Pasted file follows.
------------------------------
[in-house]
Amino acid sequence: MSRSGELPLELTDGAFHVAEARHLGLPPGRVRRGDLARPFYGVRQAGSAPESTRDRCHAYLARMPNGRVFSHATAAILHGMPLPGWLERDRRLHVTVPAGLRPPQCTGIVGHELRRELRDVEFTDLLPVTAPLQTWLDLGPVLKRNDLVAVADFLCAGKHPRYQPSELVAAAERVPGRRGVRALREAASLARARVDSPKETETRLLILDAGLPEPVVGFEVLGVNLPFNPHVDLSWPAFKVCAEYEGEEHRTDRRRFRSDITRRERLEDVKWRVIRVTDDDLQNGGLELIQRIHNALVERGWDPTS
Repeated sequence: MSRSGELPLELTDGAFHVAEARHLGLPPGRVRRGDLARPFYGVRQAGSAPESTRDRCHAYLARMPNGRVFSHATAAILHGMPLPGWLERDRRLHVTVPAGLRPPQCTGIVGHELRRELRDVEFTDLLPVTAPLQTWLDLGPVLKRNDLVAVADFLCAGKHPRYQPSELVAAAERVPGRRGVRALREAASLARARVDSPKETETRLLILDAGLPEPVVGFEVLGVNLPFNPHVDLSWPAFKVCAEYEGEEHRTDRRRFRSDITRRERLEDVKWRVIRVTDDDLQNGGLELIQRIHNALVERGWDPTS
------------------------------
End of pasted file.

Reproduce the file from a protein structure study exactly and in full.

[in-house]
Amino acid sequence: MSRSGELPLELTDGAFHVAEARHLGLPPGRVRRGDLARPFYGVRQAGSAPESTRDRCHAYLARMPNGRVFSHATAAILHGMPLPGWLERDRRLHVTVPAGLRPPQCTGIVGHELRRELRDVEFTDLLPVTAPLQTWLDLGPVLKRNDLVAVADFLCAGKHPRYQPSELVAAAERVPGRRGVRALREAASLARARVDSPKETETRLLILDAGLPEPVVGFEVLGVNLPFNPHVDLSWPAFKVCAEYEGEEHRTDRRRFRSDITRRERLEDVKWRVIRVTDDDLQNGGLELIQRIHNALVERGWDPTS
Repeated sequence: MSRSGELPLELTDGAFHVAEARHLGLPPGRVRRGDLARPFYGVRQAGSAPESTRDRCHAYLARMPNGRVFSHATAAILHGMPLPGWLERDRRLHVTVPAGLRPPQCTGIVGHELRRELRDVEFTDLLPVTAPLQTWLDLGPVLKRNDLVAVADFLCAGKHPRYQPSELVAAAERVPGRRGVRALREAASLARARVDSPKETETRLLILDAGLPEPVVGFEVLGVNLPFNPHVDLSWPAFKVCAEYEGEEHRTDRRRFRSDITRRERLEDVKWRVIRVTDDDLQNGGLELIQRIHNALVERGWDPTS